There is a moment in "The Dying Detective" where you wonder if we've suddenly met the one evil Scotland Yard inspector in the Sherlockian Canon.
John Watson is waiting for a cab outside of 221B Baker Street, when he hears a voice out of the fog.
"How is Mr. Holmes, sir?" Watson is asked, and the doctor recognizes the speaker as "an old acquaintance," Inspector Morton of Scotland Yard, wearing "unofficial tweeds."
"He is very ill," Watson tells Morton. And then we get the moment:
"He looked at me in a most singular fashion. Had it not been too fiendish, I could have imagined that the gleam of the fanlight showed exultation in his face."
Watson, ever wanting to think the best of a tried-and-true Scotland Yard detective, finds an excuse for what he sees in Morton's face: Inspector Morton is thrilled that Sherlock Holmes is very sick.
It's hard to remember one's first read of this favorite story, if it's decades in the past as it is for me. Did I think Morton some secret villain at that first read? Did I just zip over Watson's words there in my anxiousness to see what happened next?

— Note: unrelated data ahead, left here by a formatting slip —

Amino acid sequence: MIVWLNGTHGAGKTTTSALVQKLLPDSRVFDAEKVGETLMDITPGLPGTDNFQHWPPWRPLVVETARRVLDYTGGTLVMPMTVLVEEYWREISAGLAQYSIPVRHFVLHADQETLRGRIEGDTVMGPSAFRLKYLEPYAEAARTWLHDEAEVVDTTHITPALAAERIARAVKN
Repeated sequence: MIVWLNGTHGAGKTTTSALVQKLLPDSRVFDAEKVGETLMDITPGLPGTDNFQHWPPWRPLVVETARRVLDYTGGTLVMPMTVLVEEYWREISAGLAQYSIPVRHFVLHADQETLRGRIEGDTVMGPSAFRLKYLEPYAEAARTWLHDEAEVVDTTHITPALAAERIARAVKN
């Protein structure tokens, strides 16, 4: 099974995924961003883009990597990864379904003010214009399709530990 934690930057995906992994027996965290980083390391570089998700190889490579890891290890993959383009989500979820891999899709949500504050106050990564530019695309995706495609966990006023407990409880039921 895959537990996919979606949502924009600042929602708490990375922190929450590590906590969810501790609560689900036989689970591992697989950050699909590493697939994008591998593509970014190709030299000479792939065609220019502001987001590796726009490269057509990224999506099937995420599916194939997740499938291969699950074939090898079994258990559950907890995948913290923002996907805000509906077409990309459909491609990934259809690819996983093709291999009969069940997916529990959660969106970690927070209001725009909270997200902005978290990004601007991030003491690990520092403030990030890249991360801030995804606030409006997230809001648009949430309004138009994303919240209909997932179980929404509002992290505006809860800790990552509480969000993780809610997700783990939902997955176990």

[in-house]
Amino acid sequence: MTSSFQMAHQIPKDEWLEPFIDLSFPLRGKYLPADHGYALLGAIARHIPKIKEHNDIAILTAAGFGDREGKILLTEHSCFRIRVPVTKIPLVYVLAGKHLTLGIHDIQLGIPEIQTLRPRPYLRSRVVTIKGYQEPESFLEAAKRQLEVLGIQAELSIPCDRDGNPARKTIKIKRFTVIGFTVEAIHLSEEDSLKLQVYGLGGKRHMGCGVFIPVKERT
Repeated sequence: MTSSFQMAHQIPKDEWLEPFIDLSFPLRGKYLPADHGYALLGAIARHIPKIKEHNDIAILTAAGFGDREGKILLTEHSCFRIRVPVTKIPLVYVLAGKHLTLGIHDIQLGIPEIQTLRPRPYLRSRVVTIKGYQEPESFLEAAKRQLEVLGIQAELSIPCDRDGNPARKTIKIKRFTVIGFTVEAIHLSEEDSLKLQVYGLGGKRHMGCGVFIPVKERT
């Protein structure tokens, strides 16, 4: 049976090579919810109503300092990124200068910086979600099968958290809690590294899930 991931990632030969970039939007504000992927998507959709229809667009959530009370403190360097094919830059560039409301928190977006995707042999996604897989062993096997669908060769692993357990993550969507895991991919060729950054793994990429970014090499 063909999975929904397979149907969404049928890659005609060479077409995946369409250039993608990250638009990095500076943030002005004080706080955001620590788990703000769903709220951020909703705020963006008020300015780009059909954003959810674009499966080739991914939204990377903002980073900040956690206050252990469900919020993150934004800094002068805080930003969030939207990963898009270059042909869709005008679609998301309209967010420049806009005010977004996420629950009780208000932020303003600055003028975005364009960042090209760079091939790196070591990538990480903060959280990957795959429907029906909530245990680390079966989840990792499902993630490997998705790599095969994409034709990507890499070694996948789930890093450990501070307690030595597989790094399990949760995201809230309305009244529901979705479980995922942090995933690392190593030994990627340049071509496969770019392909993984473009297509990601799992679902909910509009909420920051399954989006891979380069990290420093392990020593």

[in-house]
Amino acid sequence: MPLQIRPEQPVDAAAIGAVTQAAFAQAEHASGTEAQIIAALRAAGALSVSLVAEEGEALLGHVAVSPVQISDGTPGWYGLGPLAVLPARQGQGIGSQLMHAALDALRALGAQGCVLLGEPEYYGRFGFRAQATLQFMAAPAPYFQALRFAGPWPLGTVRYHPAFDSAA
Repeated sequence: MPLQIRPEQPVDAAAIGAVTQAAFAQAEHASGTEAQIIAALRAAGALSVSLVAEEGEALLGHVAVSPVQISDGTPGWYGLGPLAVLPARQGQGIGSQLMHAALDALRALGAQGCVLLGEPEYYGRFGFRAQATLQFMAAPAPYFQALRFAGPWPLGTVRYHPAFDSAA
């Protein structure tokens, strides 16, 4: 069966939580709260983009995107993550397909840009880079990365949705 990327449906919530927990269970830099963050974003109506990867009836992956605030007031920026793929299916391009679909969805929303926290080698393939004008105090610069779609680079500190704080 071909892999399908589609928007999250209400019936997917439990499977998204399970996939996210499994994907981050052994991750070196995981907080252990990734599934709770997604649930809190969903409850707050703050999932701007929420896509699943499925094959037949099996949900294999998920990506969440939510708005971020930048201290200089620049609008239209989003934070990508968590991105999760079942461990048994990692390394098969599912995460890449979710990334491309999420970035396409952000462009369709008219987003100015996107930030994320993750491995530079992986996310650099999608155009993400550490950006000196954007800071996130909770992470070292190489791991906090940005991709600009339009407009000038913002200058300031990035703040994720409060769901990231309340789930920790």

At this point, it's a line I dearly love, as it foreshadows what we know lies ahead. And Inspector Morton does too -- he's not thrilled that Holmes is sick, he's thrilled that Watson is convinced Sherlock Holmes is sick. Inspector Morton is in on Holmes's plan, and possibly the one who called him in to begin with. Dr. Watson, however, is with Mrs. Hudson, left being defrauded by their friend and house-mate.
It's a rare thing for Holmes to confide in a Scotland Yard inspector over Watson, but in "Dying Detective," we see it play out . . . and, actually, Morton almost blowing it with his inability to keep a straight face. But this one time, it did happen. Too bad we never got to learn more of this particular Morton before the Canon's end.